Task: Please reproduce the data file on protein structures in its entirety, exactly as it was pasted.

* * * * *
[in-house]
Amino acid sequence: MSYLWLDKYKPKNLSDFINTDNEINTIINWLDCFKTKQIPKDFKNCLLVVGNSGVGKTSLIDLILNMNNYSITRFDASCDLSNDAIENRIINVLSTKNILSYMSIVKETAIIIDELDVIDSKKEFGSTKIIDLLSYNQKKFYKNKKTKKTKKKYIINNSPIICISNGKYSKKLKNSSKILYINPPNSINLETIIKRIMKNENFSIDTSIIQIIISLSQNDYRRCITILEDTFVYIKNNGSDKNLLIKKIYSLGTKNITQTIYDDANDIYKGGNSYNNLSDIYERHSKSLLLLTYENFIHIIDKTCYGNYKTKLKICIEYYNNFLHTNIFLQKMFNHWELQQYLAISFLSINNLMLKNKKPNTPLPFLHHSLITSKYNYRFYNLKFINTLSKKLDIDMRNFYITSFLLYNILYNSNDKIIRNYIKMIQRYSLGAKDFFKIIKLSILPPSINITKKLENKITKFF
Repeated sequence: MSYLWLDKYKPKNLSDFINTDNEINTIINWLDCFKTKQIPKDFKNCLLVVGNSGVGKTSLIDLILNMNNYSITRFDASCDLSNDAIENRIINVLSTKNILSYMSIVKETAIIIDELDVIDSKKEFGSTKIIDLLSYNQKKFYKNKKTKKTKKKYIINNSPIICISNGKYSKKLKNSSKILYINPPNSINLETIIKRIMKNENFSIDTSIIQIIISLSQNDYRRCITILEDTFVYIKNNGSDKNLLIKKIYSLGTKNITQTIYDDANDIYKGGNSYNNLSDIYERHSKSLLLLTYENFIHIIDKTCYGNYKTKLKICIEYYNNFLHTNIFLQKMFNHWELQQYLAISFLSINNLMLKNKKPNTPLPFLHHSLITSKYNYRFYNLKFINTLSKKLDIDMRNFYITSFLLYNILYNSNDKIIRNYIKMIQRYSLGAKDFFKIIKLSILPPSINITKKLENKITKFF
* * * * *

[in-house]
Amino acid sequence: MSYLWLDKYKPKNLSDFINTDNEINTIINWLDCFKTKQIPKDFKNCLLVVGNSGVGKTSLIDLILNMNNYSITRFDASCDLSNDAIENRIINVLSTKNILSYMSIVKETAIIIDELDVIDSKKEFGSTKIIDLLSYNQKKFYKNKKTKKTKKKYIINNSPIICISNGKYSKKLKNSSKILYINPPNSINLETIIKRIMKNENFSIDTSIIQIIISLSQNDYRRCITILEDTFVYIKNNGSDKNLLIKKIYSLGTKNITQTIYDDANDIYKGGNSYNNLSDIYERHSKSLLLLTYENFIHIIDKTCYGNYKTKLKICIEYYNNFLHTNIFLQKMFNHWELQQYLAISFLSINNLMLKNKKPNTPLPFLHHSLITSKYNYRFYNLKFINTLSKKLDIDMRNFYITSFLLYNILYNSNDKIIRNYIKMIQRYSLGAKDFFKIIKLSILPPSINITKKLENKITKFF
Repeated sequence: MSYLWLDKYKPKNLSDFINTDNEINTIINWLDCFKTKQIPKDFKNCLLVVGNSGVGKTSLIDLILNMNNYSITRFDASCDLSNDAIENRIINVLSTKNILSYMSIVKETAIIIDELDVIDSKKEFGSTKIIDLLSYNQKKFYKNKKTKKTKKKYIINNSPIICISNGKYSKKLKNSSKILYINPPNSINLETIIKRIMKNENFSIDTSIIQIIISLSQNDYRRCITILEDTFVYIKNNGSDKNLLIKKIYSLGTKNITQTIYDDANDIYKGGNSYNNLSDIYERHSKSLLLLTYENFIHIIDKTCYGNYKTKLKICIEYYNNFLHTNIFLQKMFNHWELQQYLAISFLSINNLMLKNKKPNTPLPFLHHSLITSKYNYRFYNLKFINTLSKKLDIDMRNFYITSFLLYNILYNSNDKIIRNYIKMIQRYSLGAKDFFKIIKLSILPPSINITKKLENKITKFF